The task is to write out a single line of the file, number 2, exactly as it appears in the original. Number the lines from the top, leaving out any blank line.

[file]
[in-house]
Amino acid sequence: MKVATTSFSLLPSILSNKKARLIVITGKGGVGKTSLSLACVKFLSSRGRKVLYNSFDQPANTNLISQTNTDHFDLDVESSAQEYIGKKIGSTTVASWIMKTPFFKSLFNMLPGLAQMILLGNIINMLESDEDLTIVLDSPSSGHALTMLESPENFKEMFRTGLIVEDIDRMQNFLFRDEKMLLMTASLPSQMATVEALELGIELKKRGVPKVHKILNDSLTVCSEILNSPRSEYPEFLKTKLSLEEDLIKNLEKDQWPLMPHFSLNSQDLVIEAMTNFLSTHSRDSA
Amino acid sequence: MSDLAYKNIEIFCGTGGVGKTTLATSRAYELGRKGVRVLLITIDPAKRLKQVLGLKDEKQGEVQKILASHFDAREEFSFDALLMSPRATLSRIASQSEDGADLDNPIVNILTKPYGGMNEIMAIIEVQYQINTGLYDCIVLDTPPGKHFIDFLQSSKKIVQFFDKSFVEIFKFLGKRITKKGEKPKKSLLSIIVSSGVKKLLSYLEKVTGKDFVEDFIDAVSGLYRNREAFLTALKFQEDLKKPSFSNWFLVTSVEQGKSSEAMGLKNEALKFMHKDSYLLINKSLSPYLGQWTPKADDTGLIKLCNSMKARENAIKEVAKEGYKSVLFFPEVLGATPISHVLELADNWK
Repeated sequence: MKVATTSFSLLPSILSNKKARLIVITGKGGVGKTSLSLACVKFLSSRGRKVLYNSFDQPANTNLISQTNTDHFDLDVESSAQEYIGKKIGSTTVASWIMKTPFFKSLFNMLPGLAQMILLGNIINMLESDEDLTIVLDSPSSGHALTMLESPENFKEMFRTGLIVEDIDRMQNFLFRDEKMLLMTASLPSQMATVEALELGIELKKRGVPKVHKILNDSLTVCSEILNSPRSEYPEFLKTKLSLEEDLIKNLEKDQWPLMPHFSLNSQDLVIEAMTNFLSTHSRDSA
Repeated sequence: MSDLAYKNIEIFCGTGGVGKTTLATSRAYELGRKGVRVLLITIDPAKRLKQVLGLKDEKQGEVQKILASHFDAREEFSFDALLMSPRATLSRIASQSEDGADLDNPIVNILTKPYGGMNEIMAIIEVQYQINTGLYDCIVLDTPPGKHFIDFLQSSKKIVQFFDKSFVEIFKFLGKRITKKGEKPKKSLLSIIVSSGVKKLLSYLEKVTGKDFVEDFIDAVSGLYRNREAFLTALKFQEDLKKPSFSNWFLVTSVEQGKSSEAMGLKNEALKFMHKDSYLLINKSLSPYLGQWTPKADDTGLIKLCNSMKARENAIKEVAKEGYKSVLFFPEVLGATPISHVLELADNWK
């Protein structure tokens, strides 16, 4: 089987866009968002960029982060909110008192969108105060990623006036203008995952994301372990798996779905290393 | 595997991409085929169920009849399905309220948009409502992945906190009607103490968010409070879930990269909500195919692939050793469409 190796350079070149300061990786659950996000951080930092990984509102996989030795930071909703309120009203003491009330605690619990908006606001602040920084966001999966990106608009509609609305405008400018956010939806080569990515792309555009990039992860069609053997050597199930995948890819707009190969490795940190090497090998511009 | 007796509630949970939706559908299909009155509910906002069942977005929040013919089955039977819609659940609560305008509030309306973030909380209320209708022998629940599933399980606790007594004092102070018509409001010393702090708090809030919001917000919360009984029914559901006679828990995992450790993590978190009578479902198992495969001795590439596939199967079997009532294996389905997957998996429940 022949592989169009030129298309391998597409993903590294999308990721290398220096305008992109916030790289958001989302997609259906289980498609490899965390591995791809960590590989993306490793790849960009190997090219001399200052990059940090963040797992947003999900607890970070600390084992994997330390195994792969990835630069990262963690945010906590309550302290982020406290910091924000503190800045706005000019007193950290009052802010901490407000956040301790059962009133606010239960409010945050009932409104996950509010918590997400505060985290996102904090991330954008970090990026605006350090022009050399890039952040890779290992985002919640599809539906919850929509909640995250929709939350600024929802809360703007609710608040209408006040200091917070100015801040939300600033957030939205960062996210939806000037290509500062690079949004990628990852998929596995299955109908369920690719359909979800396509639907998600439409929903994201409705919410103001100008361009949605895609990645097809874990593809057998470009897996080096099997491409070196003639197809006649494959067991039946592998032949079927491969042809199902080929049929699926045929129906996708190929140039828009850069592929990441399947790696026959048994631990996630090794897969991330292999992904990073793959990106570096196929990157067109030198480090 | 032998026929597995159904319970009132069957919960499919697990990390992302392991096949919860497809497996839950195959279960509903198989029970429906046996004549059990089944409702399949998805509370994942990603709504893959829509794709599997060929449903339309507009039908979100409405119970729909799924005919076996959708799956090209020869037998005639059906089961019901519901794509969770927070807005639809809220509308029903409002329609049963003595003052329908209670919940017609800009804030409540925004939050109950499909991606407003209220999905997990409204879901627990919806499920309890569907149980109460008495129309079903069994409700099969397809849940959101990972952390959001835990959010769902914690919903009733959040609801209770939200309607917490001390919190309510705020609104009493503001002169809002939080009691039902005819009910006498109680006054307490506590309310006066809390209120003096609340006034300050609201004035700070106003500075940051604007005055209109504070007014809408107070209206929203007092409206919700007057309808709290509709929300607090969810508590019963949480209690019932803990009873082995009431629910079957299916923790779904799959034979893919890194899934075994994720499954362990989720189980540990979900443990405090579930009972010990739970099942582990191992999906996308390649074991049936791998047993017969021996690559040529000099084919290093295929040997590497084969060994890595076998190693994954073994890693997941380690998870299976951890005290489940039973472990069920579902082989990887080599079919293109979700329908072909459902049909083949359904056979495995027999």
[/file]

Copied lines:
Amino acid sequence: MKVATTSFSLLPSILSNKKARLIVITGKGGVGKTSLSLACVKFLSSRGRKVLYNSFDQPANTNLISQTNTDHFDLDVESSAQEYIGKKIGSTTVASWIMKTPFFKSLFNMLPGLAQMILLGNIINMLESDEDLTIVLDSPSSGHALTMLESPENFKEMFRTGLIVEDIDRMQNFLFRDEKMLLMTASLPSQMATVEALELGIELKKRGVPKVHKILNDSLTVCSEILNSPRSEYPEFLKTKLSLEEDLIKNLEKDQWPLMPHFSLNSQDLVIEAMTNFLSTHSRDSA